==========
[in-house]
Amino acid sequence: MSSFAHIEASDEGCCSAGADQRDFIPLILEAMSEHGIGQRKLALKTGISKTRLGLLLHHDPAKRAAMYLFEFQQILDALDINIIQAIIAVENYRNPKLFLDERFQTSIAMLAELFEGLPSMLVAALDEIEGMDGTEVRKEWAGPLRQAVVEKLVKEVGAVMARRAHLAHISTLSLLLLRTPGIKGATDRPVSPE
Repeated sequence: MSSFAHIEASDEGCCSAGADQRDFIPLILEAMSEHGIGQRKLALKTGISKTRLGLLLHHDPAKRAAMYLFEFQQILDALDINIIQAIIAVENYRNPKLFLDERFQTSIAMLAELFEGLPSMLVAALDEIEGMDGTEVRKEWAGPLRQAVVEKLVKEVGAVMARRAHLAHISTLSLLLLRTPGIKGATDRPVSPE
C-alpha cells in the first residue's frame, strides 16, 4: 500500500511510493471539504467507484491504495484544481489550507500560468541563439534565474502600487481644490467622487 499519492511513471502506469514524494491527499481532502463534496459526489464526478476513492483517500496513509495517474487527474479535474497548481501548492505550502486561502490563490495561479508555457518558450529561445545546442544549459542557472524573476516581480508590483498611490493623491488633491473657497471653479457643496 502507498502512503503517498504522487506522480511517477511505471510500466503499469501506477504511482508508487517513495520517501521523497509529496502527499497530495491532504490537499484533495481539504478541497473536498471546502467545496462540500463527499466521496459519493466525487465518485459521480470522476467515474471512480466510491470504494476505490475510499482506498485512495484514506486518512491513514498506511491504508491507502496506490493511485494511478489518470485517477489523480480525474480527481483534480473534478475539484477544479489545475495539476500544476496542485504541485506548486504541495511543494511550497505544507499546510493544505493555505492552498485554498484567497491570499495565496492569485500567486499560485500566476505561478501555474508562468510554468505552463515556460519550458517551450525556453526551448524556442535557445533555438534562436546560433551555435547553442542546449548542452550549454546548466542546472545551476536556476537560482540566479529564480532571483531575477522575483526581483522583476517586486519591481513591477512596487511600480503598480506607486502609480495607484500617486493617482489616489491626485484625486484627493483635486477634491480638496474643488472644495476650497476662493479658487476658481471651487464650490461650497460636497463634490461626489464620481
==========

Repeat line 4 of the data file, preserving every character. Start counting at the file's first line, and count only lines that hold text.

C-alpha cells in the first residue's frame, strides 16, 4: 500500500511510493471539504467507484491504495484544481489550507500560468541563439534565474502600487481644490467622487 499519492511513471502506469514524494491527499481532502463534496459526489464526478476513492483517500496513509495517474487527474479535474497548481501548492505550502486561502490563490495561479508555457518558450529561445545546442544549459542557472524573476516581480508590483498611490493623491488633491473657497471653479457643496 502507498502512503503517498504522487506522480511517477511505471510500466503499469501506477504511482508508487517513495520517501521523497509529496502527499497530495491532504490537499484533495481539504478541497473536498471546502467545496462540500463527499466521496459519493466525487465518485459521480470522476467515474471512480466510491470504494476505490475510499482506498485512495484514506486518512491513514498506511491504508491507502496506490493511485494511478489518470485517477489523480480525474480527481483534480473534478475539484477544479489545475495539476500544476496542485504541485506548486504541495511543494511550497505544507499546510493544505493555505492552498485554498484567497491570499495565496492569485500567486499560485500566476505561478501555474508562468510554468505552463515556460519550458517551450525556453526551448524556442535557445533555438534562436546560433551555435547553442542546449548542452550549454546548466542546472545551476536556476537560482540566479529564480532571483531575477522575483526581483522583476517586486519591481513591477512596487511600480503598480506607486502609480495607484500617486493617482489616489491626485484625486484627493483635486477634491480638496474643488472644495476650497476662493479658487476658481471651487464650490461650497460636497463634490461626489464620481